Wednesday, September 29, 2010
One could make the argument that these releases prepped the underground community for the breakthrough of Bee Thousand in a way their prior albums didn't. Guided By Voices may seem like fairly typical indie fare by today's standards but then their sloppy and extremely lo-fi prog-pop was fairly challenging. Indie/punk types may abhor the slick and professional, but GBV seemed to be openly mocking the concept of quality control. New listeners who didn't have the patience or intrepidity to sit through the uneven Vampire on Titus could surely endure a quick spin of a 7" EP and hear the handful of brilliant songs each invariably contained.
These smaller samples were much more digestible examples of the GBV aesthetic: rough fidelity, nonsensical lyrics, brevity, insanely catchy melodies. Of course, there was also the band's, shall we say, idiosyncratic method of choosing songs for release. Wheat and chaff were mixing freely. However, further listens might reveal that Guided By Voices' "throwaway" tunes weren't just filler, but rewarding in their own right. The band may have seemed impenetrable initially, but Pollard and his cohorts' twisted logic soon became readily apparent.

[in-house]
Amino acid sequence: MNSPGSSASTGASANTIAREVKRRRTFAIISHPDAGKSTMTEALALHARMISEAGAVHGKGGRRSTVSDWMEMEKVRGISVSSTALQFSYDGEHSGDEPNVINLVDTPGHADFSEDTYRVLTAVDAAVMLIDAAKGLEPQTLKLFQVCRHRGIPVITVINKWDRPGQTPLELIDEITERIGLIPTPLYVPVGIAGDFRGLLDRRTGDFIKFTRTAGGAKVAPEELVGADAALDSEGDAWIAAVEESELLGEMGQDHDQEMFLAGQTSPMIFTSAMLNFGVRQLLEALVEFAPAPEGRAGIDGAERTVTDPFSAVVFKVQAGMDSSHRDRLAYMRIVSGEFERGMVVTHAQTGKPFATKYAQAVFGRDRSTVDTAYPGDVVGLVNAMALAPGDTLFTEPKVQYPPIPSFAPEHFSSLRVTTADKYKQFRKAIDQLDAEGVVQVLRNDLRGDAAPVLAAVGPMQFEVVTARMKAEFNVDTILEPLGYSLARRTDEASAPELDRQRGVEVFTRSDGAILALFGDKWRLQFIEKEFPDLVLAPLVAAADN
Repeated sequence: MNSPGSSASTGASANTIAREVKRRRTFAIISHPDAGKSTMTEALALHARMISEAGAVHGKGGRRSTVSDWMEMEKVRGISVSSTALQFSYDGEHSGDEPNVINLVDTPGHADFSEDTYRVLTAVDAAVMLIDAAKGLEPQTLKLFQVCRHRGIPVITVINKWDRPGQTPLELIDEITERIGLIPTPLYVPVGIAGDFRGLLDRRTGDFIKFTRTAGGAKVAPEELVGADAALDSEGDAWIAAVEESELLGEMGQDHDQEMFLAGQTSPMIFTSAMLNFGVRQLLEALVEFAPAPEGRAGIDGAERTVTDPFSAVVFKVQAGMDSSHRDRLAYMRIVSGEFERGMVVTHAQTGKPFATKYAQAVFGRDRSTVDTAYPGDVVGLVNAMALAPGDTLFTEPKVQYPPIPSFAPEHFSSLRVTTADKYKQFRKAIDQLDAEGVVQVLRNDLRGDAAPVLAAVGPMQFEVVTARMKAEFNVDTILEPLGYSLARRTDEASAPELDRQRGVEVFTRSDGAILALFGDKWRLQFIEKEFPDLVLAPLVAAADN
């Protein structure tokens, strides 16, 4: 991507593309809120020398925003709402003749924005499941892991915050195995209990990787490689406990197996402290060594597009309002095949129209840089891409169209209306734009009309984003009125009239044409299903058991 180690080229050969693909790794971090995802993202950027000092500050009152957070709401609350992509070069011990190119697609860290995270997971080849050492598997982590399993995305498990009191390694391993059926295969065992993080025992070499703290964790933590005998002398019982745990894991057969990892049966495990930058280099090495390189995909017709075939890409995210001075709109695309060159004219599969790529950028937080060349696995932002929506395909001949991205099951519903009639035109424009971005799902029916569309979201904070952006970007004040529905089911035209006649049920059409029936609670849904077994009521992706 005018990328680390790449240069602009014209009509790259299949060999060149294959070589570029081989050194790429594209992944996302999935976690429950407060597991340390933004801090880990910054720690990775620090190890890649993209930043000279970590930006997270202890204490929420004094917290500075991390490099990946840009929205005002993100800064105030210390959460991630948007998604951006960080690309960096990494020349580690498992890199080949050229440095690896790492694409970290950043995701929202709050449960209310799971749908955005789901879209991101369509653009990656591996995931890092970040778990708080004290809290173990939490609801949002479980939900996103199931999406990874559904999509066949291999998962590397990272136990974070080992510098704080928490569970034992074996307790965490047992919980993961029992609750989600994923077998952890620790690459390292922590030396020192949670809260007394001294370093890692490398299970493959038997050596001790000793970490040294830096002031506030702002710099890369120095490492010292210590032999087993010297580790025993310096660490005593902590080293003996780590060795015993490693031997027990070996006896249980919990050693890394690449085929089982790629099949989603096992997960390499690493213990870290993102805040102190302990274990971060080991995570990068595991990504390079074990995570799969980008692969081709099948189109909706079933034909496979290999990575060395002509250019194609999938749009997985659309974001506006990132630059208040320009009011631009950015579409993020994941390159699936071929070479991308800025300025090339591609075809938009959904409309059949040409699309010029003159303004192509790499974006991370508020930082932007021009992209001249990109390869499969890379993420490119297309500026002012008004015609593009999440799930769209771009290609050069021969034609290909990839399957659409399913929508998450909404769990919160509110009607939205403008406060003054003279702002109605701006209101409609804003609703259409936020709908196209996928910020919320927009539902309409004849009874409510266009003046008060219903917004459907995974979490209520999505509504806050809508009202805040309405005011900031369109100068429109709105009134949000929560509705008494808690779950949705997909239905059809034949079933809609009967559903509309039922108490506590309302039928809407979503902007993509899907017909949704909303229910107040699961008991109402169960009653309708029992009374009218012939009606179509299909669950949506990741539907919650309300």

There has yet to be a thorough compilation of all of GBV's 7" material despite that a) they're a band inclined to clear vaults and compile collections and b) those records contained some of their signature songs. The latter assertion is somewhat indisputable as "Shocker In Gloomtown" from the Grand Hour EP and the superior 7" version of "Game of Pricks" are both included on the band's best of collection, Human Amusements at Hourly Rates.